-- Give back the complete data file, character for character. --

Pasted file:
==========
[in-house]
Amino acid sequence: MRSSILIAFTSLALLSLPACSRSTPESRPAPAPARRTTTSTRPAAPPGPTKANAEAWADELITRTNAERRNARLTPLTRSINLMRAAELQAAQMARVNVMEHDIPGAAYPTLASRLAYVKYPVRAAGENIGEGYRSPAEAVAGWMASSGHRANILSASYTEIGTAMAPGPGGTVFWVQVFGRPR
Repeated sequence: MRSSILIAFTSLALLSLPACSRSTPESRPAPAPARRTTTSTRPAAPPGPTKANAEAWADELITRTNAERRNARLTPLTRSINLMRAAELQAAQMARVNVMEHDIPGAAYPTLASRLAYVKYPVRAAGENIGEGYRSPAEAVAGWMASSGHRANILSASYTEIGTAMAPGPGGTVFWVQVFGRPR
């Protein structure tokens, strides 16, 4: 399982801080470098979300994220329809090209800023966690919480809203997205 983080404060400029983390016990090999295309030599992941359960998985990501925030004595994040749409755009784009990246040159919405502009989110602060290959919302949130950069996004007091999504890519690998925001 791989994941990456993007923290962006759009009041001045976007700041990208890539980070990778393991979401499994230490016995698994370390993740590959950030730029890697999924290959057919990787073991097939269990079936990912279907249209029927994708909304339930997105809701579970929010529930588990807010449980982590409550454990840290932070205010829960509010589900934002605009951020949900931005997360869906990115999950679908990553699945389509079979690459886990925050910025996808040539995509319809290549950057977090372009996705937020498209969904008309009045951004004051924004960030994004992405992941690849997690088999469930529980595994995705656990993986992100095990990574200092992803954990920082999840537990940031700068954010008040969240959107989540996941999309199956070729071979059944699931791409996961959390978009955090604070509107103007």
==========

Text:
[in-house]
Amino acid sequence: MRSSILIAFTSLALLSLPACSRSTPESRPAPAPARRTTTSTRPAAPPGPTKANAEAWADELITRTNAERRNARLTPLTRSINLMRAAELQAAQMARVNVMEHDIPGAAYPTLASRLAYVKYPVRAAGENIGEGYRSPAEAVAGWMASSGHRANILSASYTEIGTAMAPGPGGTVFWVQVFGRPR
Repeated sequence: MRSSILIAFTSLALLSLPACSRSTPESRPAPAPARRTTTSTRPAAPPGPTKANAEAWADELITRTNAERRNARLTPLTRSINLMRAAELQAAQMARVNVMEHDIPGAAYPTLASRLAYVKYPVRAAGENIGEGYRSPAEAVAGWMASSGHRANILSASYTEIGTAMAPGPGGTVFWVQVFGRPR
């Protein structure tokens, strides 16, 4: 399982801080470098979300994220329809090209800023966690919480809203997205 983080404060400029983390016990090999295309030599992941359960998985990501925030004595994040749409755009784009990246040159919405502009989110602060290959919302949130950069996004007091999504890519690998925001 791989994941990456993007923290962006759009009041001045976007700041990208890539980070990778393991979401499994230490016995698994370390993740590959950030730029890697999924290959057919990787073991097939269990079936990912279907249209029927994708909304339930997105809701579970929010529930588990807010449980982590409550454990840290932070205010829960509010589900934002605009951020949900931005997360869906990115999950679908990553699945389509079979690459886990925050910025996808040539995509319809290549950057977090372009996705937020498209969904008309009045951004004051924004960030994004992405992941690849997690088999469930529980595994995705656990993986992100095990990574200092992803954990920082999840537990940031700068954010008040969240959107989540996941999309199956070729071979059944699931791409996961959390978009955090604070509107103007």